Six year old Debra had been anticipating her birthday party for weeks. But the morning of the party, she wasn’t expressing any of the excitement that her mother expected. Debra barely ate breakfast, then holed up in her room and refused to talk to anyone. “You’ve been excited about your birthday for weeks,” her mother tried. “How do you feel this morning?” Debra shrugged. She was excited – very excited! But the intensity of the emotion without access to the words and actions to express it just shut her down.
Without the ability to emotionally regulate, we don’t control our emotions; they control us. We operate in an instinctive, knee-jerk matter. When the brain is flooded by unchecked, unregulated emotion, it has no ability to access its higher levels. Regulating behavior? Regulating thought? No chance!
Emotional regulation is the core and the stepping stone to all subsequent levels of human self-regulation.
How Does Emotional Regulation Develop?
Emotional regulation isn’t present at birth. But the tools to start the developmental process kick in right away. The earliest types of stimuli an infant recognizes are physiological – basically various versions of “comfortable” and “uncomfortable.”
Hungry. Wet. Cold. When a stimuli registers as “uncomfortable,” his sympathetic nervous system triggers a fight or flight response. Waaaaah!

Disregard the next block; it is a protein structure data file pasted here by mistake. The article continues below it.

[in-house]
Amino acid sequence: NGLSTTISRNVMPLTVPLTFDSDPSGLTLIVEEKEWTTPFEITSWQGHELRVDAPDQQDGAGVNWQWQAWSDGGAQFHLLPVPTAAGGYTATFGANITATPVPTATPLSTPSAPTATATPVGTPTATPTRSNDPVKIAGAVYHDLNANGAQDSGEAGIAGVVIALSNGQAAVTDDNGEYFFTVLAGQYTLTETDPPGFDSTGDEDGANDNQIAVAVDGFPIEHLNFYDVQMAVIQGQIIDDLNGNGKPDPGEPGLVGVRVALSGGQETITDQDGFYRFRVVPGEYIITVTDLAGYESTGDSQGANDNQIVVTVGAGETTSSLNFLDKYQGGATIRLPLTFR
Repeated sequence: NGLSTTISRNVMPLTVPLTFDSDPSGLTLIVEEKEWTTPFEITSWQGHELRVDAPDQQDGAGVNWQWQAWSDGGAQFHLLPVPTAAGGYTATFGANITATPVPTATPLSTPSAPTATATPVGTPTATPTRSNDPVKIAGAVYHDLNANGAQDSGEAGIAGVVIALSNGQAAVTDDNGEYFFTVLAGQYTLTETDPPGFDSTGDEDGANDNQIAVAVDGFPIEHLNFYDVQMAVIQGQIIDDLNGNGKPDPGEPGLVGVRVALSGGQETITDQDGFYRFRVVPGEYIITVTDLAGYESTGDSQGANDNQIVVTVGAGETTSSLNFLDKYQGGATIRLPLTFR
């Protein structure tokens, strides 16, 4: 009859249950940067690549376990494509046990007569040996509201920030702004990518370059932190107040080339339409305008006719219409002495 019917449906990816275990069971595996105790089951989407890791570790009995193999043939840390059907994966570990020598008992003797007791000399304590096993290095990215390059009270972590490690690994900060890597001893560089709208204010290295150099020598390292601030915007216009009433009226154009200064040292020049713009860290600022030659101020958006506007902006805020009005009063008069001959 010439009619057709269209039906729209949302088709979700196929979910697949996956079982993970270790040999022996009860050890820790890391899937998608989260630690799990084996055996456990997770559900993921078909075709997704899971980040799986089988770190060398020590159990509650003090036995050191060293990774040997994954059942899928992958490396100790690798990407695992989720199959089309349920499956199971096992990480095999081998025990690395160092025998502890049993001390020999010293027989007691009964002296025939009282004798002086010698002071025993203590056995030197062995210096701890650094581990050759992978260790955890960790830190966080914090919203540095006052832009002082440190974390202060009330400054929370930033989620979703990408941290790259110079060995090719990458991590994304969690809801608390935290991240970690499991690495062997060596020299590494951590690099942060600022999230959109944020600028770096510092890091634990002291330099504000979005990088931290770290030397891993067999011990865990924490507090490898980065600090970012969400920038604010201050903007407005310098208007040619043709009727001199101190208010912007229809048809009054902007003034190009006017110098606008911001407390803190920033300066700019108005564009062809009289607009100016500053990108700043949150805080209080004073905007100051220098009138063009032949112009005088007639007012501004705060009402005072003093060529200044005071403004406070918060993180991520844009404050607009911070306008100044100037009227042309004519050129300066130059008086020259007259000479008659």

In a healthy environment, the caregiver steps in to perform a behavior that physically regulates the infant. She feeds the baby, changes the baby’s diaper, puts on another layer of clothing.
Full. Dry. Warm. Now perceiving that his body is comfortable, the infant’s nervous system calms down. This is physiological regulation. His body is in a state of balance until… he gets hungry again. Or dirty. Or tired. Waaaaah!
This process of physiological deregulation and regulation is repeated and enforced many times a day, every day.
At the same time that the caregiver is fulfilling the child’s physical needs, enabling the child to physically regulate himself, she is also creating a pathway for social-emotional regulation as well. The baby’s emotional response to being in physiological balance is “Now I am content and happy.” (Not in so many words, obviously. It’s a primitive form of “content and happy,” but it’s there.) Through the mother’s repeated response to the baby’s cries, the baby makes the connection, “When I am hungry and cry, then I get taken care of and then I am happy and content.”
The process of going from emotional dysregulation (SAD! UPSET! ANGRY!) to regulation (happy, content) is repeated and reinforced, and the caregiver’s role in the process introduces a social component to the emotional experience.
The child’s basis for emotional regulation continues to develop up until around 18 months to 2 years of age. The infant detects sensors in the environment—including non-verbal cues and the tone of voice and facial expressions of his caregivers—to make sense of his own emotional world. In fact, in a 2014 peer-reviewed study, researchers found that a baby can tell the differences in their caregiver’s facial expressions faster than another adult observer.